Behind every economic policy initiative lies a narrative justifying that course of action: immigration increases unemployment; public debt is unsustainable; manufacturing is interminably declining; city growth is out of control.
We have many “narrators” driving these discussions of economics – the media, political parties, public sector bodies, business and indeed universities – each with their own set of interests and values.
Unfortunately, among these claimants, the voice of economic history has remained largely silent or selectively galvanised to prosecute a triumphalist or doomsayer interpretation: “the clever country’s many successes in policy and business”; or “the lucky country’s history has been a series of fortuitous events now running out of steam”.
According to the recent review of the national curriculum, our ignorance of economic history begins early. Three times the report chastises the lack of economic history in our schools. The teaching of economic history in universities has become the victim of organisational pressures pushing out small disciplines and intellectual trends on either edge towards econometrics and cultural history.
The seriousness of the recent global financial crisis for many nations jolted economic history from its slumber. In its aftermath, The Economist asked a group of leading economists whether the crisis would affect the teaching of economics. Their overwhelming response was to reinstate economic history in the curriculum.
Entering a new period
Michael Pettis, economic theorist, Wall Street veteran, merchant banker, equities trader and entrepreneur, exclaimed:
“Economic history should be at the heart of economics instruction.”
Just rhetoric? Written in the wake of the crisis, Carmen Reinhart and Kenneth Rogoff’s ironically titled This Time Is Different saw common patterns across hundreds of financial crises of many nations over nearly a millennium. How did so many well-paid bankers and public officials miss what was happening?
The financial crisis barely ruffled the secular boom Australia had been experiencing since the early 1990s. However, we are entering more uncertain times – less the sudden shock of a financial crisis, more the feeling of standing at a crossroads in our economic development.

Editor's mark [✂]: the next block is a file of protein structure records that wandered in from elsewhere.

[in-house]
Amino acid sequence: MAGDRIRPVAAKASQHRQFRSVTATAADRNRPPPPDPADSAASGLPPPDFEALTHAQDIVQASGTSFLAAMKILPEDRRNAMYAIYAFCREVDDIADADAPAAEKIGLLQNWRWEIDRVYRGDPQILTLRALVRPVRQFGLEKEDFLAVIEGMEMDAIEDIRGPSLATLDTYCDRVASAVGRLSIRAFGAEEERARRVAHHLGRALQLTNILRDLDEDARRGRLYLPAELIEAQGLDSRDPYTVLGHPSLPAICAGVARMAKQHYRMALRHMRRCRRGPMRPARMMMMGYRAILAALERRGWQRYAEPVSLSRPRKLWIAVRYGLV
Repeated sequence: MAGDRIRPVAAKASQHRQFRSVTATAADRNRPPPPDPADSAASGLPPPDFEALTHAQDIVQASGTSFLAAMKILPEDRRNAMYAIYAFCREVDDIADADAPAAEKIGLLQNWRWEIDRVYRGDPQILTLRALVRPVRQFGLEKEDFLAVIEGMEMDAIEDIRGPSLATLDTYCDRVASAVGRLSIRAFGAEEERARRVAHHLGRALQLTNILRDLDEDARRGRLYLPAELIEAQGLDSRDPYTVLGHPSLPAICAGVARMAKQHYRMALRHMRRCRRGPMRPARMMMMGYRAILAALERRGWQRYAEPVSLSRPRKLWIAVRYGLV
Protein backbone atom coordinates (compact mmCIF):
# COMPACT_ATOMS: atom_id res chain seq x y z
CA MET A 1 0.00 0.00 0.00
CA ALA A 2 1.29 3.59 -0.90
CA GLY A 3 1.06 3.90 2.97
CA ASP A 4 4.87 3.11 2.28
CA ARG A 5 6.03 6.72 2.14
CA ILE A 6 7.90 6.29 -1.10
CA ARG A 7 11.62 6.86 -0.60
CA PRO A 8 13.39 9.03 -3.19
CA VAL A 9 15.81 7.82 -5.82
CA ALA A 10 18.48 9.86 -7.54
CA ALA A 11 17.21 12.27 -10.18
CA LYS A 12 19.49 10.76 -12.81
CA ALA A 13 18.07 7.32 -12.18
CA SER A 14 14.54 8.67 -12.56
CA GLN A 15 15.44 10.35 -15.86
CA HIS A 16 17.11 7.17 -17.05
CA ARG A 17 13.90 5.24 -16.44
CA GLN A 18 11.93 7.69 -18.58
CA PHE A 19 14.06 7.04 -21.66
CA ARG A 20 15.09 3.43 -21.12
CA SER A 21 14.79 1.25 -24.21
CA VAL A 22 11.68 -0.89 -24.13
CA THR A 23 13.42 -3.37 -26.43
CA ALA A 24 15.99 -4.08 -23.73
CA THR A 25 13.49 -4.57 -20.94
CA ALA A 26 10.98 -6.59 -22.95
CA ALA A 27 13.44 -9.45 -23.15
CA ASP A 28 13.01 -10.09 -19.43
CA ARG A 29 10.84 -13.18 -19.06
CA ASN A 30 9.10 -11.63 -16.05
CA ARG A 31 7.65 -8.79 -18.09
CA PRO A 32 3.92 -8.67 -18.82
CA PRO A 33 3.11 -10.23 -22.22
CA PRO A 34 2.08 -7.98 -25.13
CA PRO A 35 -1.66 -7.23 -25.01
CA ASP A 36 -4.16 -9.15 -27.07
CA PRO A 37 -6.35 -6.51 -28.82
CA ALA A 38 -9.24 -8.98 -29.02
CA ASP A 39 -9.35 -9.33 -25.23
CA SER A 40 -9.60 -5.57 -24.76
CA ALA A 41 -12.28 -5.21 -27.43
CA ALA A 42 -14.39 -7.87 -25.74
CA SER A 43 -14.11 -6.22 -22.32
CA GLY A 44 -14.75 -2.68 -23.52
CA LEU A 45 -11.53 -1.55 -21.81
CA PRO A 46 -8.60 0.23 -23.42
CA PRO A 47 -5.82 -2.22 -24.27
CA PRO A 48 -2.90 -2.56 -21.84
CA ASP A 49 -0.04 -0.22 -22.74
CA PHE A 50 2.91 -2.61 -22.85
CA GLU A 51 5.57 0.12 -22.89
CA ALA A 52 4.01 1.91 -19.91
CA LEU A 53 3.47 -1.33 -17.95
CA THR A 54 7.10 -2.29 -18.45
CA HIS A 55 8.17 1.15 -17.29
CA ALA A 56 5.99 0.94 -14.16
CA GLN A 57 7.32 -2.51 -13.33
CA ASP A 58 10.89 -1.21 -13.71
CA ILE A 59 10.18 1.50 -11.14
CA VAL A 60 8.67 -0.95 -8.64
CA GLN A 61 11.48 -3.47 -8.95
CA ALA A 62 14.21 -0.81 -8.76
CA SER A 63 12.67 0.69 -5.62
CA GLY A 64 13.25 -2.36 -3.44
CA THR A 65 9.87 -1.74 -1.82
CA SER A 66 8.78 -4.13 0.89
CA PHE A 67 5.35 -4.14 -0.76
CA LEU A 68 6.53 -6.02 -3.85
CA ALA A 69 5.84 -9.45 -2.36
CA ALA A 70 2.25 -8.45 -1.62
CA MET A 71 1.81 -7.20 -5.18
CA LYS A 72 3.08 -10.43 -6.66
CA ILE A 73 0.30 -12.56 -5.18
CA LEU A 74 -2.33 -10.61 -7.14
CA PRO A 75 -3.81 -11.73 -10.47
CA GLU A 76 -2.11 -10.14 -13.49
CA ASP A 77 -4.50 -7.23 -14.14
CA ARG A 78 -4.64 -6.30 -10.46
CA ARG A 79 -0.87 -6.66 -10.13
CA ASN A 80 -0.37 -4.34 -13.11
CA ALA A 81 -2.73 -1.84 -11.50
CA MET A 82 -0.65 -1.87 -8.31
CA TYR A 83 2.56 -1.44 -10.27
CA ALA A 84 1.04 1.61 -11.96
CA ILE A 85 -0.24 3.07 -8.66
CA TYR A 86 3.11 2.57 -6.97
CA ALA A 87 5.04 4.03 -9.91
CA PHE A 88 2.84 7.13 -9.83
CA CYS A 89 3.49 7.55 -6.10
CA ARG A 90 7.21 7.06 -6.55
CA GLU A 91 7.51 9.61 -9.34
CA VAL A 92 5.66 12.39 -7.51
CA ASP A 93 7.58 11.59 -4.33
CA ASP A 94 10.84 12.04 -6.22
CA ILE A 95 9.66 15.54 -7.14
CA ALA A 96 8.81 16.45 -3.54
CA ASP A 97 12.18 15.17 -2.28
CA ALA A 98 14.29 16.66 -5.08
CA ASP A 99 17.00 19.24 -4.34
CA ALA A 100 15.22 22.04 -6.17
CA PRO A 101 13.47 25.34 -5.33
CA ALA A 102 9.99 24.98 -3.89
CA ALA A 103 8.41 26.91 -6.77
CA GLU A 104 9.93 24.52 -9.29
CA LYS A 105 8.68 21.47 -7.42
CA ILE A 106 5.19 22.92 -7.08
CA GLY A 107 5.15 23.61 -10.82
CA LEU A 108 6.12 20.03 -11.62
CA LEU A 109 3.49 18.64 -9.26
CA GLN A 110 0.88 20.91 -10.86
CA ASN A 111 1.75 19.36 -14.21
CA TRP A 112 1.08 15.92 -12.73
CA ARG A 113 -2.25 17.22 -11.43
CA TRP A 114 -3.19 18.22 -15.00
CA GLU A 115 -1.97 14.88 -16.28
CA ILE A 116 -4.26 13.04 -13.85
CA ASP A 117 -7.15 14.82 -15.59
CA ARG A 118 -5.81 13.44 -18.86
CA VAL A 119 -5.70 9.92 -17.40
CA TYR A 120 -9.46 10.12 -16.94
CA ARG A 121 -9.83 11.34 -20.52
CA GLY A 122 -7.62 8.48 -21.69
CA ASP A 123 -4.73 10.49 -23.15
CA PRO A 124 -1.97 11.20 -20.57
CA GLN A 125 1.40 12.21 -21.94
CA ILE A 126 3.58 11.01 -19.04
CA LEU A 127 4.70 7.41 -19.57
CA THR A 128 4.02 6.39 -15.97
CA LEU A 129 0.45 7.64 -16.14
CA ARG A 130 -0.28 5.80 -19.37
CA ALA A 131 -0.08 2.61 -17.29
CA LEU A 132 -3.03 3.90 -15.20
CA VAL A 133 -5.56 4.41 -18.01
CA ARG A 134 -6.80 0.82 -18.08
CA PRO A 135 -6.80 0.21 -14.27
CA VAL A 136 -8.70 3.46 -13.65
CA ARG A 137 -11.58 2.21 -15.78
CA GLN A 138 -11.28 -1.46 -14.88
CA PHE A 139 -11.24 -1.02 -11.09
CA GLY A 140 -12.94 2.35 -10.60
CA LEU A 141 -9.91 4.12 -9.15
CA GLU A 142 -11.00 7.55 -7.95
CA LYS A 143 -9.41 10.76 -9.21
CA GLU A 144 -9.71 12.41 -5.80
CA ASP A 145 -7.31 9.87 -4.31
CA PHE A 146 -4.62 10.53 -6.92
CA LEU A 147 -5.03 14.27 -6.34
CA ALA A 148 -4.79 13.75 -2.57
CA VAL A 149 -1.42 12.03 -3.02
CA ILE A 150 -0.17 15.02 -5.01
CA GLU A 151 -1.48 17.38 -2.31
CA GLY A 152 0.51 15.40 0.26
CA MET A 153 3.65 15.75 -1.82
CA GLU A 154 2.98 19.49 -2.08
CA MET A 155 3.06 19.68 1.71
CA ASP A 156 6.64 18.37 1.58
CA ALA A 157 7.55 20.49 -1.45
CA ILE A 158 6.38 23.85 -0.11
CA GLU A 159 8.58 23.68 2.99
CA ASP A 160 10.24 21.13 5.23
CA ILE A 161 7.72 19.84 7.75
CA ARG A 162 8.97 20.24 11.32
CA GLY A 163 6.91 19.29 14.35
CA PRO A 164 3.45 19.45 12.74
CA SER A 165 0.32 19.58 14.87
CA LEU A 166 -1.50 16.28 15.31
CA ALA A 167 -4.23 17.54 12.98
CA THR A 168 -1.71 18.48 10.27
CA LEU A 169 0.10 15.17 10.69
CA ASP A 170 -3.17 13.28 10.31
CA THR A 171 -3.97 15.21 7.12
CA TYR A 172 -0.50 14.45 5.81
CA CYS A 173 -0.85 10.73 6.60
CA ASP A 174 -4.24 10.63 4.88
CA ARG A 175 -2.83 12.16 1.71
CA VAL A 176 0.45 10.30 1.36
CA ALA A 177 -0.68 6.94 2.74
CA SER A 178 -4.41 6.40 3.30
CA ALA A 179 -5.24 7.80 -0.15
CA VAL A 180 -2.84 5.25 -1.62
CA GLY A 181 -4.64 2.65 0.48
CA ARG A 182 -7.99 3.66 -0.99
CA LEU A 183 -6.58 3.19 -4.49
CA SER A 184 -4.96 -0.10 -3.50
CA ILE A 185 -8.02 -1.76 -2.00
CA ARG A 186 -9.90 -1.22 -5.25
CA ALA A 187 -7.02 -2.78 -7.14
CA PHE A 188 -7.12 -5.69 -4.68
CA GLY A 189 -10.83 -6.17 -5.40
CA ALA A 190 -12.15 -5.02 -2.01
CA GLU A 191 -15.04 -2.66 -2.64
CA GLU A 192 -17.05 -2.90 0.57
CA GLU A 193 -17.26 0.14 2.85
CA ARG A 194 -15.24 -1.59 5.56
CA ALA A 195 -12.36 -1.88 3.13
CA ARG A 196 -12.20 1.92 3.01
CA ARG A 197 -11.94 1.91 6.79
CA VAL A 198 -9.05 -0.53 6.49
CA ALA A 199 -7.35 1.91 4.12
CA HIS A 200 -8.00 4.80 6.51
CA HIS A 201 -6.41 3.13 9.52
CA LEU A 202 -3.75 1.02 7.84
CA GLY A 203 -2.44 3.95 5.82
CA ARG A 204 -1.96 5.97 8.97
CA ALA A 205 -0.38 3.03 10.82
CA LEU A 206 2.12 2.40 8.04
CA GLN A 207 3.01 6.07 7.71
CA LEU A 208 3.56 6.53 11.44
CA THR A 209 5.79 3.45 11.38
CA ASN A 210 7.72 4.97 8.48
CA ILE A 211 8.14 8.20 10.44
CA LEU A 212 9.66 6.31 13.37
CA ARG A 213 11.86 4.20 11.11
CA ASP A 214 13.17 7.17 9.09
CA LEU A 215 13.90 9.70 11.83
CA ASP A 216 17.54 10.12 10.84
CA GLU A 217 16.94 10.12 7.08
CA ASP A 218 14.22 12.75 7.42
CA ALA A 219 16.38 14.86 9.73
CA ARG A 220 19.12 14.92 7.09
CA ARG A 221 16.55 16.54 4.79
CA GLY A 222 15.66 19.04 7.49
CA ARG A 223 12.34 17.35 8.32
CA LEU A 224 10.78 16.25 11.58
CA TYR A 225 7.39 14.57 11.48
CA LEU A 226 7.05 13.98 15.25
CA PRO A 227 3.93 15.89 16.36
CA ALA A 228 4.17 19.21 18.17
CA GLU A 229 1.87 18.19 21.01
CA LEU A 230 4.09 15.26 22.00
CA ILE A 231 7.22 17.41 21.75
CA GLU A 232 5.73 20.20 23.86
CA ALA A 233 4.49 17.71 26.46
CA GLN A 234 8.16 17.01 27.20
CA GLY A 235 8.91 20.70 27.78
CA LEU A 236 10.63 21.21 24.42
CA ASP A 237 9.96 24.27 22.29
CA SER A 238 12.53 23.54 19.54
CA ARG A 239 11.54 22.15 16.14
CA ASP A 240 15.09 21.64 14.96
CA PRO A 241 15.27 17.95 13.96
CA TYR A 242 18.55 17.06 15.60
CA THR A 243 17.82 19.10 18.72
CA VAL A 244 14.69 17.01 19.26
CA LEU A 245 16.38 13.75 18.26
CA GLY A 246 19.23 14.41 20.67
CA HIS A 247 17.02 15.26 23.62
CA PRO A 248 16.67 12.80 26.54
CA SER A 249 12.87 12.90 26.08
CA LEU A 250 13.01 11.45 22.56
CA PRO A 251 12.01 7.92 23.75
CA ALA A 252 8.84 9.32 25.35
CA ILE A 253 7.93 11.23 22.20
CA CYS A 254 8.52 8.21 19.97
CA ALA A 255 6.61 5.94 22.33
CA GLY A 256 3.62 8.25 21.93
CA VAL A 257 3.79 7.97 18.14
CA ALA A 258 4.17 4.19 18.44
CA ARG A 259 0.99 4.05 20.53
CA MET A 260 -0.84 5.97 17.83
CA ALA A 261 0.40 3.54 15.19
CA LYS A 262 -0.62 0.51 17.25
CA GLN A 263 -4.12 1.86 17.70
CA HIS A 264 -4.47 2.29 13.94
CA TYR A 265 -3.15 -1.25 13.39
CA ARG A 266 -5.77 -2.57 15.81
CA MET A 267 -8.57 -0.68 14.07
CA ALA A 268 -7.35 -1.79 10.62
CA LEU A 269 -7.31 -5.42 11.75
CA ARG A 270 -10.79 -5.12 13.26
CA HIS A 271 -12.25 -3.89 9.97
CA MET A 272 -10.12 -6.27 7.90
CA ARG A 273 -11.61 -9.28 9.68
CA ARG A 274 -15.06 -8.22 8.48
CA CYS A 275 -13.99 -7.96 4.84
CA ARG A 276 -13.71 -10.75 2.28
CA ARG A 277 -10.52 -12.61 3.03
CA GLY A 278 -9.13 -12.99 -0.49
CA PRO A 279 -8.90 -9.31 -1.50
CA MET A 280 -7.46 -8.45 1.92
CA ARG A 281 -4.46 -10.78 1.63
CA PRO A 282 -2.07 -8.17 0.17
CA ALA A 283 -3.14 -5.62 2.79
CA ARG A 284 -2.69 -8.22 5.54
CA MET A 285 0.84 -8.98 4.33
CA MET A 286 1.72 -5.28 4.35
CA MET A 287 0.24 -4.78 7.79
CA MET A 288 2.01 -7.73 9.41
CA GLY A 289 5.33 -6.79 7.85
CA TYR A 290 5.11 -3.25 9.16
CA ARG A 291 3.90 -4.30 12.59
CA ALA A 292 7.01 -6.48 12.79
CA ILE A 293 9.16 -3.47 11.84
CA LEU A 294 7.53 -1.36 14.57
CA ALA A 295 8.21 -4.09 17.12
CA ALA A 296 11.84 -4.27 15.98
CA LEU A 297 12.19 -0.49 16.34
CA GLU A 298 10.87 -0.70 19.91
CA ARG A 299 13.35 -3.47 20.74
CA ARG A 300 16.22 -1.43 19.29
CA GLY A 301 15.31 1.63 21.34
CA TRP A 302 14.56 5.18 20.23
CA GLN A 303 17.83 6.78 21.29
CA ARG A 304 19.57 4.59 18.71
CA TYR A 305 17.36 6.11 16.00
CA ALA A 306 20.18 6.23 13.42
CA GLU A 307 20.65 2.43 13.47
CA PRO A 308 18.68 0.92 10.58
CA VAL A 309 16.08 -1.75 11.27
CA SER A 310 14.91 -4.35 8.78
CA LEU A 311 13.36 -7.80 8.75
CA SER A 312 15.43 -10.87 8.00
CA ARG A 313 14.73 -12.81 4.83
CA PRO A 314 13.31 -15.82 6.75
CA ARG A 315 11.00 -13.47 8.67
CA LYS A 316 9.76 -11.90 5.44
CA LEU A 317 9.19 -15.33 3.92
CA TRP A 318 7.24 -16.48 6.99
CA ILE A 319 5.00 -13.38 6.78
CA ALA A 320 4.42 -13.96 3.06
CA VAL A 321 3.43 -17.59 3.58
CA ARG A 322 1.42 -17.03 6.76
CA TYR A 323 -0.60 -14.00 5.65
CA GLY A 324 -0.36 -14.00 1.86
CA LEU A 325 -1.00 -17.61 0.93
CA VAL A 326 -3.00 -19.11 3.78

Casting forwards, Australia has set foot in the Asian century, when Asian nations, especially China, will dominate development. Given the geographic closeness and trade complementarity, yet cultural and political differences, Australia faces a specific set of challenges in coming decades. If the recent past resonates with resilience, the near future speaks of potential frailties.
Learning from the past
It is timely, therefore, that published earlier this month was the Cambridge Economic History of Australia (the third attempt). While more descriptive than proselytising, it seeks to capture the detail and debate of Australia’s economic past. The debates and descriptions still resonate today and several examples are indicative. What should we produce, who should make it and where should they live?
Our contracting manufacturing sector creates angst among those who believe that a modern economy produces tangible goods. While this narrative fits many nations – Britain, USA, Germany, Japan, Korea and now China – it was never central to Australian economic history. Manufacturing’s share of economic activity has returned to its proportion at Federation. Its intervening expansion owed much to both tariffs and the rise of industries unsuited to international trading.
In spite of recent setbacks, natural resource industries have always dominated exports. Contrary to the advocates of the “resource curse”, primary industries have continued to reinvent themselves through the application of waves of innovation. The “elephant in the room”, though, is the services sector – about 80% of our economy, yet largely neglected in the public discussion. Nothing new about this either.
Should we believe that immigration will increase unemployment? Economic historians have shown that immigrants do not “rob jobs”. Each new arrival brings a demand for goods and services as well as taking up employment. Migrants respond to economic vicissitudes rather than create them – as history shows, they arrive in good times but rarely in downturns.
Concerns about urban growth have a long history. In 1897, Timothy Coghlan, the New South Wales Statistician, bemoaned:
“The abnormal aggregation of the population into their capital cities is a most unfortunate element in the progress of these states.”
Coghlan, a chronicler more than an analyser, missed the point that Australian resource wealth originated in the bush but needed urban-related services – finance, transport, marketing – to realise that wealth through exports. We should plan our cities understanding that Australia has been highly urbanised for a long time.
No nation is purely a captive of its history – economies periodically shift equilibriums in the same way that genes mutate – but understanding past patterns is as important in the economic context as it is in the genetic.